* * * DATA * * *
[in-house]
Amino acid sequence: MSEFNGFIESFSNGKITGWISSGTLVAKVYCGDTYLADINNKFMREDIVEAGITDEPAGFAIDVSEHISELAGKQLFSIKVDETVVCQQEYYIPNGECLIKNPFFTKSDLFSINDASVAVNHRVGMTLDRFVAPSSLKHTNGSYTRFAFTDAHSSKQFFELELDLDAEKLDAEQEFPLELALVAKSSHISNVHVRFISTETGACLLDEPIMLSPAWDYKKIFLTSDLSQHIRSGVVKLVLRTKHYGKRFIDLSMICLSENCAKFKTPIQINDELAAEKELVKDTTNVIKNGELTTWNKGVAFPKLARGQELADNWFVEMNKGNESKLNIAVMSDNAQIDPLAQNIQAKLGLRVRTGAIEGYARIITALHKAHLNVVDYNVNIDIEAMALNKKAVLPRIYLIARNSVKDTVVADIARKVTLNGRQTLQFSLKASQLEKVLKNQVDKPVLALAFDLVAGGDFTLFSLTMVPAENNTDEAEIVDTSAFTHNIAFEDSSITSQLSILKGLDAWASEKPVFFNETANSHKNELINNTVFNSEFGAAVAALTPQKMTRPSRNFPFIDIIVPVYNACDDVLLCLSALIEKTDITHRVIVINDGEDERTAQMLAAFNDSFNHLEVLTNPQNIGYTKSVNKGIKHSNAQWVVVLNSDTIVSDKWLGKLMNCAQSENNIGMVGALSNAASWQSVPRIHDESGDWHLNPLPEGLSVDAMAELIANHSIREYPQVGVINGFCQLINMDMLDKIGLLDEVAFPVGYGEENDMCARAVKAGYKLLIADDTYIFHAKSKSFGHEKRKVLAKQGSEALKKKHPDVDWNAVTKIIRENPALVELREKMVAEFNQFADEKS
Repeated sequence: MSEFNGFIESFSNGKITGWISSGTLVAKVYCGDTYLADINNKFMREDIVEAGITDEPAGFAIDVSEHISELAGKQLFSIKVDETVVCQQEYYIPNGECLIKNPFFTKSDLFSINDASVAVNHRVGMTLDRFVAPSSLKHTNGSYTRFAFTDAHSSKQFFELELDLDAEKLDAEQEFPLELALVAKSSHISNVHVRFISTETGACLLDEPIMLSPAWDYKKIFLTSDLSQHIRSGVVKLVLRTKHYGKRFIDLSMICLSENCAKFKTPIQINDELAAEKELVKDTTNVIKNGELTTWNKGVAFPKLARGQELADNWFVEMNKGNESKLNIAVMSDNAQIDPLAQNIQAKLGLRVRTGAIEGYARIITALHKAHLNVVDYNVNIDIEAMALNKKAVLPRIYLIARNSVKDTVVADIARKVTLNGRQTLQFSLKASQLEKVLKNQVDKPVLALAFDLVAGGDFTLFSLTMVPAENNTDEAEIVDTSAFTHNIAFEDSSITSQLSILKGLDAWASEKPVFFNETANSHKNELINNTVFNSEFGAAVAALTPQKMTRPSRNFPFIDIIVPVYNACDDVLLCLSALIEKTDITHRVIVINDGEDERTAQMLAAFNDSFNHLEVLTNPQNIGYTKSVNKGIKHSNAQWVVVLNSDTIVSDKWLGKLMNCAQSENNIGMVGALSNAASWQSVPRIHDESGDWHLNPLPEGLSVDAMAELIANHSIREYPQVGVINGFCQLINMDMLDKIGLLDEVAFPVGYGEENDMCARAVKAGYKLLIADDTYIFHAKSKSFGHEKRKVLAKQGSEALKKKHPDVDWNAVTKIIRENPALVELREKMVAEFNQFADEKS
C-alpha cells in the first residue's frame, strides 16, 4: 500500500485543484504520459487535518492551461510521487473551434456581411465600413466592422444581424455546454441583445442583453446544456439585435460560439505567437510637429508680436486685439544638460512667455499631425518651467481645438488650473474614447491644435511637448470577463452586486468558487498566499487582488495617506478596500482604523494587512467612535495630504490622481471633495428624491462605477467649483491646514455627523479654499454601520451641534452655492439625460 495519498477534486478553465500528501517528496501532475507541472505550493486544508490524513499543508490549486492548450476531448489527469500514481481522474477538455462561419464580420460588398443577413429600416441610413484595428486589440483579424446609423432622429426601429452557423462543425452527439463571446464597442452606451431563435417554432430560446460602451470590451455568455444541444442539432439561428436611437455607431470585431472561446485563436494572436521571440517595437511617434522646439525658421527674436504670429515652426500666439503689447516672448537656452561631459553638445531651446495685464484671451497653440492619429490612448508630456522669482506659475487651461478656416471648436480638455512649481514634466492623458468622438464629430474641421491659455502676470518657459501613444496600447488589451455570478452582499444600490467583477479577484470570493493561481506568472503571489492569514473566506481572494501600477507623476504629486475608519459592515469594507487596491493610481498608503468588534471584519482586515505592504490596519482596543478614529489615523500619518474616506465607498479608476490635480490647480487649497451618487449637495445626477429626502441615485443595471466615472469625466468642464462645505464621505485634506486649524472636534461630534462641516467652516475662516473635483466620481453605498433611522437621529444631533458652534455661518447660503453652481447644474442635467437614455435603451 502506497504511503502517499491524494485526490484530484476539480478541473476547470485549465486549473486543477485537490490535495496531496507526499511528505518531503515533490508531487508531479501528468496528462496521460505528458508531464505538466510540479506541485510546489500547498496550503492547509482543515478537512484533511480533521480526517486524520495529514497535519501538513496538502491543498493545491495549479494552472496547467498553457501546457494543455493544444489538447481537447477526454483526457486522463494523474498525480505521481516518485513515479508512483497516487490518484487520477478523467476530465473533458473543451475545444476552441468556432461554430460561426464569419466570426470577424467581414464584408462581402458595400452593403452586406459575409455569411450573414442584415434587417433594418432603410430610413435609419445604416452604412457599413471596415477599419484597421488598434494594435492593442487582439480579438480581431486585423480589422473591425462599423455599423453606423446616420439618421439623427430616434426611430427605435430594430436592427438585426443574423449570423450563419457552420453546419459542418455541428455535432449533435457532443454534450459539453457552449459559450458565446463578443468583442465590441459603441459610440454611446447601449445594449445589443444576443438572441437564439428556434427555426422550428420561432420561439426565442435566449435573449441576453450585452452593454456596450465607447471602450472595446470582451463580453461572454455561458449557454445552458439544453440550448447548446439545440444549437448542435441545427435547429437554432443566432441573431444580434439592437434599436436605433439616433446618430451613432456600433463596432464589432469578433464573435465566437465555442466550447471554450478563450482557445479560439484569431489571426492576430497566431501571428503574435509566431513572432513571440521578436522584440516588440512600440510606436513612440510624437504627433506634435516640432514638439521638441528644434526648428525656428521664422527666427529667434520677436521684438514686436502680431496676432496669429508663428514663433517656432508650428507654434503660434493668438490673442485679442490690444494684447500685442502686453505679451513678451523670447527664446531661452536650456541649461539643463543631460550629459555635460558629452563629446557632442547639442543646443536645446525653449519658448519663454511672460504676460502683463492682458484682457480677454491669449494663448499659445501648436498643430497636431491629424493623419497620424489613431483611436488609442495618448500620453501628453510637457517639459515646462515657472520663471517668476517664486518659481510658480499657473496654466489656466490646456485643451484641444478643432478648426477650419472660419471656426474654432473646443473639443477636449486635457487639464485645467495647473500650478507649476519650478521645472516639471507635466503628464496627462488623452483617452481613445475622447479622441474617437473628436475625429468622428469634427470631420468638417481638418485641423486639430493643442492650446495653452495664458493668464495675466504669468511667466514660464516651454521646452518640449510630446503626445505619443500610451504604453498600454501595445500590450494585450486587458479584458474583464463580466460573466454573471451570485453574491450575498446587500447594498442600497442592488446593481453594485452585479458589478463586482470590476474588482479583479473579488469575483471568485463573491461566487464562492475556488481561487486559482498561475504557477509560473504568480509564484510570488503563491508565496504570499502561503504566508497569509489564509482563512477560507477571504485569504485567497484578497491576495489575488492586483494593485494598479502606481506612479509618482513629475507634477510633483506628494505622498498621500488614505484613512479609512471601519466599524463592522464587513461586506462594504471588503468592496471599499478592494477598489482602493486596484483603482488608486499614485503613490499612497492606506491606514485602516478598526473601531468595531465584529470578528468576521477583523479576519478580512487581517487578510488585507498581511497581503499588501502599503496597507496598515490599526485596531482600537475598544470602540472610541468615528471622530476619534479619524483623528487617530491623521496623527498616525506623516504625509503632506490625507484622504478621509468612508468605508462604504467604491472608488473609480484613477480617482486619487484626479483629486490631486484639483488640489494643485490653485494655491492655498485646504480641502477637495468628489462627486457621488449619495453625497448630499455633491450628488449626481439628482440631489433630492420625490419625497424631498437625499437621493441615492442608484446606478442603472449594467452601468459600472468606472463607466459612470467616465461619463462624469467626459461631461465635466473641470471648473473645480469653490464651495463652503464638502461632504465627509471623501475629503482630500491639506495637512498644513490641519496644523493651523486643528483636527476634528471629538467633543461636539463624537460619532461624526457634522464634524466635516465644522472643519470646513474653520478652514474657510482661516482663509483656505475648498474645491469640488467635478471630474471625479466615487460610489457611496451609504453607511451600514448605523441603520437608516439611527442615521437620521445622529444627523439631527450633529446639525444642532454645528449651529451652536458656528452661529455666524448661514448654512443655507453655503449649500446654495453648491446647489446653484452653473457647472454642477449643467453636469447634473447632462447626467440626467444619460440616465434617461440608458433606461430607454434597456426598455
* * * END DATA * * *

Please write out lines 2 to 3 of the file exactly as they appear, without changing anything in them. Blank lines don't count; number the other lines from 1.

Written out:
Amino acid sequence: MSEFNGFIESFSNGKITGWISSGTLVAKVYCGDTYLADINNKFMREDIVEAGITDEPAGFAIDVSEHISELAGKQLFSIKVDETVVCQQEYYIPNGECLIKNPFFTKSDLFSINDASVAVNHRVGMTLDRFVAPSSLKHTNGSYTRFAFTDAHSSKQFFELELDLDAEKLDAEQEFPLELALVAKSSHISNVHVRFISTETGACLLDEPIMLSPAWDYKKIFLTSDLSQHIRSGVVKLVLRTKHYGKRFIDLSMICLSENCAKFKTPIQINDELAAEKELVKDTTNVIKNGELTTWNKGVAFPKLARGQELADNWFVEMNKGNESKLNIAVMSDNAQIDPLAQNIQAKLGLRVRTGAIEGYARIITALHKAHLNVVDYNVNIDIEAMALNKKAVLPRIYLIARNSVKDTVVADIARKVTLNGRQTLQFSLKASQLEKVLKNQVDKPVLALAFDLVAGGDFTLFSLTMVPAENNTDEAEIVDTSAFTHNIAFEDSSITSQLSILKGLDAWASEKPVFFNETANSHKNELINNTVFNSEFGAAVAALTPQKMTRPSRNFPFIDIIVPVYNACDDVLLCLSALIEKTDITHRVIVINDGEDERTAQMLAAFNDSFNHLEVLTNPQNIGYTKSVNKGIKHSNAQWVVVLNSDTIVSDKWLGKLMNCAQSENNIGMVGALSNAASWQSVPRIHDESGDWHLNPLPEGLSVDAMAELIANHSIREYPQVGVINGFCQLINMDMLDKIGLLDEVAFPVGYGEENDMCARAVKAGYKLLIADDTYIFHAKSKSFGHEKRKVLAKQGSEALKKKHPDVDWNAVTKIIRENPALVELREKMVAEFNQFADEKS
Repeated sequence: MSEFNGFIESFSNGKITGWISSGTLVAKVYCGDTYLADINNKFMREDIVEAGITDEPAGFAIDVSEHISELAGKQLFSIKVDETVVCQQEYYIPNGECLIKNPFFTKSDLFSINDASVAVNHRVGMTLDRFVAPSSLKHTNGSYTRFAFTDAHSSKQFFELELDLDAEKLDAEQEFPLELALVAKSSHISNVHVRFISTETGACLLDEPIMLSPAWDYKKIFLTSDLSQHIRSGVVKLVLRTKHYGKRFIDLSMICLSENCAKFKTPIQINDELAAEKELVKDTTNVIKNGELTTWNKGVAFPKLARGQELADNWFVEMNKGNESKLNIAVMSDNAQIDPLAQNIQAKLGLRVRTGAIEGYARIITALHKAHLNVVDYNVNIDIEAMALNKKAVLPRIYLIARNSVKDTVVADIARKVTLNGRQTLQFSLKASQLEKVLKNQVDKPVLALAFDLVAGGDFTLFSLTMVPAENNTDEAEIVDTSAFTHNIAFEDSSITSQLSILKGLDAWASEKPVFFNETANSHKNELINNTVFNSEFGAAVAALTPQKMTRPSRNFPFIDIIVPVYNACDDVLLCLSALIEKTDITHRVIVINDGEDERTAQMLAAFNDSFNHLEVLTNPQNIGYTKSVNKGIKHSNAQWVVVLNSDTIVSDKWLGKLMNCAQSENNIGMVGALSNAASWQSVPRIHDESGDWHLNPLPEGLSVDAMAELIANHSIREYPQVGVINGFCQLINMDMLDKIGLLDEVAFPVGYGEENDMCARAVKAGYKLLIADDTYIFHAKSKSFGHEKRKVLAKQGSEALKKKHPDVDWNAVTKIIRENPALVELREKMVAEFNQFADEKS